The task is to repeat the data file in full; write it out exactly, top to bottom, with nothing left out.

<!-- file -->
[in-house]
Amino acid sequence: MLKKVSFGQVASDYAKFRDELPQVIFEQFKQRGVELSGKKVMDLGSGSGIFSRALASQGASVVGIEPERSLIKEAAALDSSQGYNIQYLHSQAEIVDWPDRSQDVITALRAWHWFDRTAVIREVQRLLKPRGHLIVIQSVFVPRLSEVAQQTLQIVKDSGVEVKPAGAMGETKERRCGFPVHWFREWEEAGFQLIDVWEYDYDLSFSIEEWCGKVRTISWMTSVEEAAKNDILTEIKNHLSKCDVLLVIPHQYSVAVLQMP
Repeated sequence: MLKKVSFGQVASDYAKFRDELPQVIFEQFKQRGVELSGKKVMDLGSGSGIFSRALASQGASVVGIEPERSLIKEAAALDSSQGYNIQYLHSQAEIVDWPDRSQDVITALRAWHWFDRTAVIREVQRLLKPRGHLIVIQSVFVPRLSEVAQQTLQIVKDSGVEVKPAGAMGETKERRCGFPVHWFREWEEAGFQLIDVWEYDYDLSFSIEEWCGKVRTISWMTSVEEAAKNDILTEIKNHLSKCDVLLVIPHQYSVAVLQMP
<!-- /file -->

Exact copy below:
[in-house]
Amino acid sequence: MLKKVSFGQVASDYAKFRDELPQVIFEQFKQRGVELSGKKVMDLGSGSGIFSRALASQGASVVGIEPERSLIKEAAALDSSQGYNIQYLHSQAEIVDWPDRSQDVITALRAWHWFDRTAVIREVQRLLKPRGHLIVIQSVFVPRLSEVAQQTLQIVKDSGVEVKPAGAMGETKERRCGFPVHWFREWEEAGFQLIDVWEYDYDLSFSIEEWCGKVRTISWMTSVEEAAKNDILTEIKNHLSKCDVLLVIPHQYSVAVLQMP
Repeated sequence: MLKKVSFGQVASDYAKFRDELPQVIFEQFKQRGVELSGKKVMDLGSGSGIFSRALASQGASVVGIEPERSLIKEAAALDSSQGYNIQYLHSQAEIVDWPDRSQDVITALRAWHWFDRTAVIREVQRLLKPRGHLIVIQSVFVPRLSEVAQQTLQIVKDSGVEVKPAGAMGETKERRCGFPVHWFREWEEAGFQLIDVWEYDYDLSFSIEEWCGKVRTISWMTSVEEAAKNDILTEIKNHLSKCDVLLVIPHQYSVAVLQMP